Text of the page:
VFL umpiring lost is last connection with the early years of the Second World War following the passing of Ron Woolley on 15 February 2007. In his ten seasons as a member of the VFLUA Ron was Honorary Secretary for three years in addition to umpiring during the height of the war when country appointments were suspended and then returning to country football in the immediate post-war era.

Ronald William Woolley was born at the Royal Women’s Hospital, Melbourne, on 12 August 1914. Ron’s family lived in Ascot Vale until 1917 when his father, William, was appointed signalman for Puffing Billy and they relocated to Ferntree Gully.

Seven years later they returned to Ascot Vale, Ron completed his education at Footscray Technical School and took his first job as a mail boy at Shell. He would eventually be promoted to Manager, Import Licensing.

A keen sportsman from a young age, Ron played pennant tennis, District cricket with Essendon and Footscray and football with Brunswick Amateurs. Things may have turned out much differently if his invitation to train with Essendon Football Club in 1933 had resulted in a place in the team. Instead the mate he talked into coming with him for a bit of support did make the team. Dick Reynolds went on to three Brownlow Medals and become a Legend of Australian Football – Ron became an umpire.

Beginning in 1938 in the Junior Football League in Melbourne’s northern suburbs, Ron joined the VFL List of umpires in 1940. It was the first VFL season to be affected by the war and over the next several years, as the conflict and its attendant shortages reduced football competitions, opportunities to umpire became fewer and fewer. By 1942 the VFL was supplying umpires for only their own Senior and Reserve Grade competitions, the Sub-District Football League and a War Services Competition. Ron was good enough to maintain his spot on the reduced list but was still building the experience for a senior appointment.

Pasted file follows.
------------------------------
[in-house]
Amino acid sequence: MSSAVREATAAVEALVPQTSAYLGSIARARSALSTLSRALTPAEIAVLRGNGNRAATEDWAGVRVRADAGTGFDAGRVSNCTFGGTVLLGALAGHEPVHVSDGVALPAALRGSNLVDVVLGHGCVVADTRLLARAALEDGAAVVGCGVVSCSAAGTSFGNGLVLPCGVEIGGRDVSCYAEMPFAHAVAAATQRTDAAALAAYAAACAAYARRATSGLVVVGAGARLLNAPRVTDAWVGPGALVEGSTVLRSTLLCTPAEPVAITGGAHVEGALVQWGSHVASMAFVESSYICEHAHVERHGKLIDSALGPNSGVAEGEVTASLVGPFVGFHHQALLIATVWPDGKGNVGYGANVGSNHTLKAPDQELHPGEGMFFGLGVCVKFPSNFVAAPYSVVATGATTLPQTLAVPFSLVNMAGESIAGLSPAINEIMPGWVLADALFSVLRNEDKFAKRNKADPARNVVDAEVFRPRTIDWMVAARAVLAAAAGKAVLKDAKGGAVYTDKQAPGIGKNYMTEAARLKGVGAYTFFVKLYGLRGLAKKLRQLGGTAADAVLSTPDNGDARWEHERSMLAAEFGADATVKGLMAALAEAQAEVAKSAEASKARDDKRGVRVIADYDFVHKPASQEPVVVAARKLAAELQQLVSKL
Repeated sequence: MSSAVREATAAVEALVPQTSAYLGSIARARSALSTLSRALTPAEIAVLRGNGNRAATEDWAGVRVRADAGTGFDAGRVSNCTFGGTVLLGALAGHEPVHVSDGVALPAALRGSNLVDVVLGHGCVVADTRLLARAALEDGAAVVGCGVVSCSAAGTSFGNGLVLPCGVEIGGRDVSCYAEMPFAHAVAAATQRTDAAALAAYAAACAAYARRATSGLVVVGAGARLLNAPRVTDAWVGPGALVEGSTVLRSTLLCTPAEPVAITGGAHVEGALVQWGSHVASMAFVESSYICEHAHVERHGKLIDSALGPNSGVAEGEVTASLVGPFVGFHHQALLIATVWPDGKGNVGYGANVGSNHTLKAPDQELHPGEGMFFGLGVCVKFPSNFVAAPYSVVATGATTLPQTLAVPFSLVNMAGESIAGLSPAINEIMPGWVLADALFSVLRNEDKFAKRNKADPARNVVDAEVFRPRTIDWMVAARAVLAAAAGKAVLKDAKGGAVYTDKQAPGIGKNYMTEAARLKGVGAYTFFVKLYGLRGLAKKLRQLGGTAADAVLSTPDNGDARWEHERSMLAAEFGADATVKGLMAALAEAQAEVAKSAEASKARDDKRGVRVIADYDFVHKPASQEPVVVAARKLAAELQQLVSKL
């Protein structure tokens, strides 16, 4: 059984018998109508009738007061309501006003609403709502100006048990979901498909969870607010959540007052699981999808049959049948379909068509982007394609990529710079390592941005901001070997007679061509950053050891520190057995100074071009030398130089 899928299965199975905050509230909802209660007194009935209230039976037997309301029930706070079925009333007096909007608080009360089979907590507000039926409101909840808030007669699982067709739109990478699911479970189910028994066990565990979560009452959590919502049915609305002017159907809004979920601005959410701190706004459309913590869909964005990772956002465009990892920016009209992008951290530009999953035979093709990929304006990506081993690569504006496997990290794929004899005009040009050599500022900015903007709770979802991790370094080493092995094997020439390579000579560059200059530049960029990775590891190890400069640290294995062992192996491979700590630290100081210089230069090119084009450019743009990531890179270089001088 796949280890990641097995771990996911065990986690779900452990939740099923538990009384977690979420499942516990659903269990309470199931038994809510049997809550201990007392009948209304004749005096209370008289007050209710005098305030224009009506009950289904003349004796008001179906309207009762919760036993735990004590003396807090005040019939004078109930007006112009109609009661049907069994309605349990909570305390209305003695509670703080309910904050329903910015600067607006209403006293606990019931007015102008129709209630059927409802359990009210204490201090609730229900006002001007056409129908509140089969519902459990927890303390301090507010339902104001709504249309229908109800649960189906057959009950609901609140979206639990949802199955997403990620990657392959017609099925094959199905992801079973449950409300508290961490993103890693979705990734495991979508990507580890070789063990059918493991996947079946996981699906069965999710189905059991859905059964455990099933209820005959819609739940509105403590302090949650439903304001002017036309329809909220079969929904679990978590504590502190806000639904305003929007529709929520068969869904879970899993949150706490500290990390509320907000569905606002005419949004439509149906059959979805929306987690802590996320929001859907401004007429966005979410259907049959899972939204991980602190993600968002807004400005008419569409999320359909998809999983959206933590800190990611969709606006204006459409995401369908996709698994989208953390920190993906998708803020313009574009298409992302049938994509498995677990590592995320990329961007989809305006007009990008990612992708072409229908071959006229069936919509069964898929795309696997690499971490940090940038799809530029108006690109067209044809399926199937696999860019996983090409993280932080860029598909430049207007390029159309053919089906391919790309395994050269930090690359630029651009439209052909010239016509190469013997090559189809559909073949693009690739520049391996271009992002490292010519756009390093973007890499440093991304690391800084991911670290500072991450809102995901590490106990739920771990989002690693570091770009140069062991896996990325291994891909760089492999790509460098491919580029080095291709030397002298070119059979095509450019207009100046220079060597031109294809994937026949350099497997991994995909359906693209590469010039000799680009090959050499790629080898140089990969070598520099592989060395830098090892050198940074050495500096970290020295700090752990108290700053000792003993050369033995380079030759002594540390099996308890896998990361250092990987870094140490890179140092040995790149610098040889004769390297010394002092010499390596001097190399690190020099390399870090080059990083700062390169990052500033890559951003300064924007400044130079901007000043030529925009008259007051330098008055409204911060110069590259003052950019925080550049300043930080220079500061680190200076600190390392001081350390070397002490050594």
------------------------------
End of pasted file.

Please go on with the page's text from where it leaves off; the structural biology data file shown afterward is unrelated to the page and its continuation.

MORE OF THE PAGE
He umpired his first Reserve Grade match in July 1943 at Toorak Park followed by matches at The Ryder Ground, Old Scotch Oval and the Richmond City Oval, all grounds used by the VFL as its regular grounds were requisitioned by the military forces. The story behind this first Reserves match is remarkable and resulted from an ‘assault’ the previous Sunday.

The War Services Competition provided a challenge to all umpires. Played between various military units there was regular changing of players making up the teams and little discipline. Ron was appointed to Workshops versus Land Signals HQ at Brunswick Street. He recalled, “The game at Fitzroy had cruised along normally. It was similar to an earlier Army game at Carlton until, unexpectedly, this Workshops player went berserk as I walked in for a centre bounce after a goal. He rushed at me swinging his fists.”

“I dropped the ball to fend him off by pushing him on the chest. I mistimed one push and got a glancing blow on the face. Some of his team mates dragged him away. A HQ Signals player, who I assumed to be the Captain, said ‘We want nothing to do with this type of football’ and took his team of the arena. The Workshops team followed.